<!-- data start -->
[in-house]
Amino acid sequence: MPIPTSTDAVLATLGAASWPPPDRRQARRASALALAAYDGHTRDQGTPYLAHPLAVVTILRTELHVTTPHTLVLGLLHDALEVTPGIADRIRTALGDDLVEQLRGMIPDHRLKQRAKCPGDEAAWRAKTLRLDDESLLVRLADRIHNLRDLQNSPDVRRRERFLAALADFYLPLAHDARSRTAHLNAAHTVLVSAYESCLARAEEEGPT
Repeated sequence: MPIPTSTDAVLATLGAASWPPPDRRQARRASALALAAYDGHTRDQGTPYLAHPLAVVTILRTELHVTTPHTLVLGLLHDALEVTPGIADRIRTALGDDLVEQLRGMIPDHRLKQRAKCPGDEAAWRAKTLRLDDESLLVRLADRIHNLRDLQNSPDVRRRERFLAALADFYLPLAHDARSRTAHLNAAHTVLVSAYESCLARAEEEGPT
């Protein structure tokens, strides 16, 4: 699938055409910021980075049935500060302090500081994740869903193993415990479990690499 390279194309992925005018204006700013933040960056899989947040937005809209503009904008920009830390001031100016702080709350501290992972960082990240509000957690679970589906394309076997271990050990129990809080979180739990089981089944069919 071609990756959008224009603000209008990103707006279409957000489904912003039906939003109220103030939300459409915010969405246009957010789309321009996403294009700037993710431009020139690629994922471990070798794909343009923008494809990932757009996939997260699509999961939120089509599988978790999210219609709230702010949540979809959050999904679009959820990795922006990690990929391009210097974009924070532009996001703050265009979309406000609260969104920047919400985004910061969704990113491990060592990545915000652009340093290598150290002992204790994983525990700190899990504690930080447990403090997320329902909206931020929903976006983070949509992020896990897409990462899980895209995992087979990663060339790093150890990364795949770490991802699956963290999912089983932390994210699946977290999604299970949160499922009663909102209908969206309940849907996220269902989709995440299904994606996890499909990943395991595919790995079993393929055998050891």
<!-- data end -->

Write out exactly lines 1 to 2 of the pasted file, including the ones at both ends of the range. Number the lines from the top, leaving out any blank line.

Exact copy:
[in-house]
Amino acid sequence: MPIPTSTDAVLATLGAASWPPPDRRQARRASALALAAYDGHTRDQGTPYLAHPLAVVTILRTELHVTTPHTLVLGLLHDALEVTPGIADRIRTALGDDLVEQLRGMIPDHRLKQRAKCPGDEAAWRAKTLRLDDESLLVRLADRIHNLRDLQNSPDVRRRERFLAALADFYLPLAHDARSRTAHLNAAHTVLVSAYESCLARAEEEGPT